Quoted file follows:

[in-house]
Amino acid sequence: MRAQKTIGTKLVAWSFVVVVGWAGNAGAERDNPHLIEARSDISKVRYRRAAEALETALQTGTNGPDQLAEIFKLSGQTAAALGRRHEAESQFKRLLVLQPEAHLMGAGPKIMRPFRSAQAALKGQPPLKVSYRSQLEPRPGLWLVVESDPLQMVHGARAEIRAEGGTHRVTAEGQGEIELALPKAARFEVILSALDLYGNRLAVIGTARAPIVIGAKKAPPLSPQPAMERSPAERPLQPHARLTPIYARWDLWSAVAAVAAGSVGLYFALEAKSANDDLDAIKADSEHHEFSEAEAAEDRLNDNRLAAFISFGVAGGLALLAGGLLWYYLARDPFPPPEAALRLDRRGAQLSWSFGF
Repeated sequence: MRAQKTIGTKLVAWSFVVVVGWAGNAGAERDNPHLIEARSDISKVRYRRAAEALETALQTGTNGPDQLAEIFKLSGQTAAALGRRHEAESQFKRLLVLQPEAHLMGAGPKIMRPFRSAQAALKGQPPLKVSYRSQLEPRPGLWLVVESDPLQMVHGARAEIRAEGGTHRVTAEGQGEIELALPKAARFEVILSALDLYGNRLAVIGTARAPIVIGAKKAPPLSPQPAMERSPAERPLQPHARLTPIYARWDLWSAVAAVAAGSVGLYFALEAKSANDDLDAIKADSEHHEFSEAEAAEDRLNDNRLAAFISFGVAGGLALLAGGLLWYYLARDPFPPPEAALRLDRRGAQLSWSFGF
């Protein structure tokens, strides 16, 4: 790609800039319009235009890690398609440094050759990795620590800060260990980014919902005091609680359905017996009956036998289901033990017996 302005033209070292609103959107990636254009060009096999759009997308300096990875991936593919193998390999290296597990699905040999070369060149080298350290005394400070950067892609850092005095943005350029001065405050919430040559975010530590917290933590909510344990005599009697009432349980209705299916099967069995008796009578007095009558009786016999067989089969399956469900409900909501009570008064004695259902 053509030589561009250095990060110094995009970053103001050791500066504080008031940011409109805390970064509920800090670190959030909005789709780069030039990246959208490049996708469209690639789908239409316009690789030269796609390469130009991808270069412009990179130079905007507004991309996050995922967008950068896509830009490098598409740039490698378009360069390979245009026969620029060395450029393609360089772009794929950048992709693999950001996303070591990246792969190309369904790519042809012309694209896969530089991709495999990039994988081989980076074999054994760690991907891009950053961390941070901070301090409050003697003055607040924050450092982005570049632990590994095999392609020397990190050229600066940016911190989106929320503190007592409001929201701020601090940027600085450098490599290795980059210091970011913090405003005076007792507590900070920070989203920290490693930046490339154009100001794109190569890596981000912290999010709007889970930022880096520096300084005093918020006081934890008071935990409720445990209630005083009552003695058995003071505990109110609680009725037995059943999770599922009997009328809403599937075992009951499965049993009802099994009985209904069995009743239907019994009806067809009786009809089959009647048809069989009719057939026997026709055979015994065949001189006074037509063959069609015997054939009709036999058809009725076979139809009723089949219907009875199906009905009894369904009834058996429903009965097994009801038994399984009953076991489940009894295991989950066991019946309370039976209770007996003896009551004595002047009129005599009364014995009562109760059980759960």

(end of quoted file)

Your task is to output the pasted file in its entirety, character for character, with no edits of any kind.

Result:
[in-house]
Amino acid sequence: MRAQKTIGTKLVAWSFVVVVGWAGNAGAERDNPHLIEARSDISKVRYRRAAEALETALQTGTNGPDQLAEIFKLSGQTAAALGRRHEAESQFKRLLVLQPEAHLMGAGPKIMRPFRSAQAALKGQPPLKVSYRSQLEPRPGLWLVVESDPLQMVHGARAEIRAEGGTHRVTAEGQGEIELALPKAARFEVILSALDLYGNRLAVIGTARAPIVIGAKKAPPLSPQPAMERSPAERPLQPHARLTPIYARWDLWSAVAAVAAGSVGLYFALEAKSANDDLDAIKADSEHHEFSEAEAAEDRLNDNRLAAFISFGVAGGLALLAGGLLWYYLARDPFPPPEAALRLDRRGAQLSWSFGF
Repeated sequence: MRAQKTIGTKLVAWSFVVVVGWAGNAGAERDNPHLIEARSDISKVRYRRAAEALETALQTGTNGPDQLAEIFKLSGQTAAALGRRHEAESQFKRLLVLQPEAHLMGAGPKIMRPFRSAQAALKGQPPLKVSYRSQLEPRPGLWLVVESDPLQMVHGARAEIRAEGGTHRVTAEGQGEIELALPKAARFEVILSALDLYGNRLAVIGTARAPIVIGAKKAPPLSPQPAMERSPAERPLQPHARLTPIYARWDLWSAVAAVAAGSVGLYFALEAKSANDDLDAIKADSEHHEFSEAEAAEDRLNDNRLAAFISFGVAGGLALLAGGLLWYYLARDPFPPPEAALRLDRRGAQLSWSFGF
């Protein structure tokens, strides 16, 4: 790609800039319009235009890690398609440094050759990795620590800060260990980014919902005091609680359905017996009956036998289901033990017996 302005033209070292609103959107990636254009060009096999759009997308300096990875991936593919193998390999290296597990699905040999070369060149080298350290005394400070950067892609850092005095943005350029001065405050919430040559975010530590917290933590909510344990005599009697009432349980209705299916099967069995008796009578007095009558009786016999067989089969399956469900409900909501009570008064004695259902 053509030589561009250095990060110094995009970053103001050791500066504080008031940011409109805390970064509920800090670190959030909005789709780069030039990246959208490049996708469209690639789908239409316009690789030269796609390469130009991808270069412009990179130079905007507004991309996050995922967008950068896509830009490098598409740039490698378009360069390979245009026969620029060395450029393609360089772009794929950048992709693999950001996303070591990246792969190309369904790519042809012309694209896969530089991709495999990039994988081989980076074999054994760690991907891009950053961390941070901070301090409050003697003055607040924050450092982005570049632990590994095999392609020397990190050229600066940016911190989106929320503190007592409001929201701020601090940027600085450098490599290795980059210091970011913090405003005076007792507590900070920070989203920290490693930046490339154009100001794109190569890596981000912290999010709007889970930022880096520096300084005093918020006081934890008071935990409720445990209630005083009552003695058995003071505990109110609680009725037995059943999770599922009997009328809403599937075992009951499965049993009802099994009985209904069995009743239907019994009806067809009786009809089959009647048809069989009719057939026997026709055979015994065949001189006074037509063959069609015997054939009709036999058809009725076979139809009723089949219907009875199906009905009894369904009834058996429903009965097994009801038994399984009953076991489940009894295991989950066991019946309370039976209770007996003896009551004595002047009129005599009364014995009562109760059980759960």